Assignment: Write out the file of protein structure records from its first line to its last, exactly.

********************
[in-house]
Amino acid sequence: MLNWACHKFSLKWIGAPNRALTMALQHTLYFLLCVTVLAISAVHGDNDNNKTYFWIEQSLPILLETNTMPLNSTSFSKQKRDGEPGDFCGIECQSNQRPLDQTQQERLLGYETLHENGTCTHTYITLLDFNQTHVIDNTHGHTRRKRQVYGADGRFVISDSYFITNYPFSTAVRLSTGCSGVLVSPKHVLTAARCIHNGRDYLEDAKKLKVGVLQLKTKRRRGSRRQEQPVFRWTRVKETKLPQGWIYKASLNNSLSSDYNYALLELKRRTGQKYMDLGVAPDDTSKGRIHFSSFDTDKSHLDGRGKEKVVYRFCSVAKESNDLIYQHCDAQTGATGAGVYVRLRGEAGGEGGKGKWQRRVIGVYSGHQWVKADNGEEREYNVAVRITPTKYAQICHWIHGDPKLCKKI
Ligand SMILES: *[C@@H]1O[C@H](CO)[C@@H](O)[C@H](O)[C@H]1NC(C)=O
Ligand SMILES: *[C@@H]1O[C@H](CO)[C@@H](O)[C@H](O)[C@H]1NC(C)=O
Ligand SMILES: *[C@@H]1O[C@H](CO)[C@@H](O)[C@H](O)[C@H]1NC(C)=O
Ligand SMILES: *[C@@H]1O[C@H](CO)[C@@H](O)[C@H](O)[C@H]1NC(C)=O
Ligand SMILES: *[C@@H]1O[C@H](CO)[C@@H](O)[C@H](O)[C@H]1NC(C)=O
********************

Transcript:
[in-house]
Amino acid sequence: MLNWACHKFSLKWIGAPNRALTMALQHTLYFLLCVTVLAISAVHGDNDNNKTYFWIEQSLPILLETNTMPLNSTSFSKQKRDGEPGDFCGIECQSNQRPLDQTQQERLLGYETLHENGTCTHTYITLLDFNQTHVIDNTHGHTRRKRQVYGADGRFVISDSYFITNYPFSTAVRLSTGCSGVLVSPKHVLTAARCIHNGRDYLEDAKKLKVGVLQLKTKRRRGSRRQEQPVFRWTRVKETKLPQGWIYKASLNNSLSSDYNYALLELKRRTGQKYMDLGVAPDDTSKGRIHFSSFDTDKSHLDGRGKEKVVYRFCSVAKESNDLIYQHCDAQTGATGAGVYVRLRGEAGGEGGKGKWQRRVIGVYSGHQWVKADNGEEREYNVAVRITPTKYAQICHWIHGDPKLCKKI
Ligand SMILES: *[C@@H]1O[C@H](CO)[C@@H](O)[C@H](O)[C@H]1NC(C)=O
Ligand SMILES: *[C@@H]1O[C@H](CO)[C@@H](O)[C@H](O)[C@H]1NC(C)=O
Ligand SMILES: *[C@@H]1O[C@H](CO)[C@@H](O)[C@H](O)[C@H]1NC(C)=O
Ligand SMILES: *[C@@H]1O[C@H](CO)[C@@H](O)[C@H](O)[C@H]1NC(C)=O
Ligand SMILES: *[C@@H]1O[C@H](CO)[C@@H](O)[C@H](O)[C@H]1NC(C)=O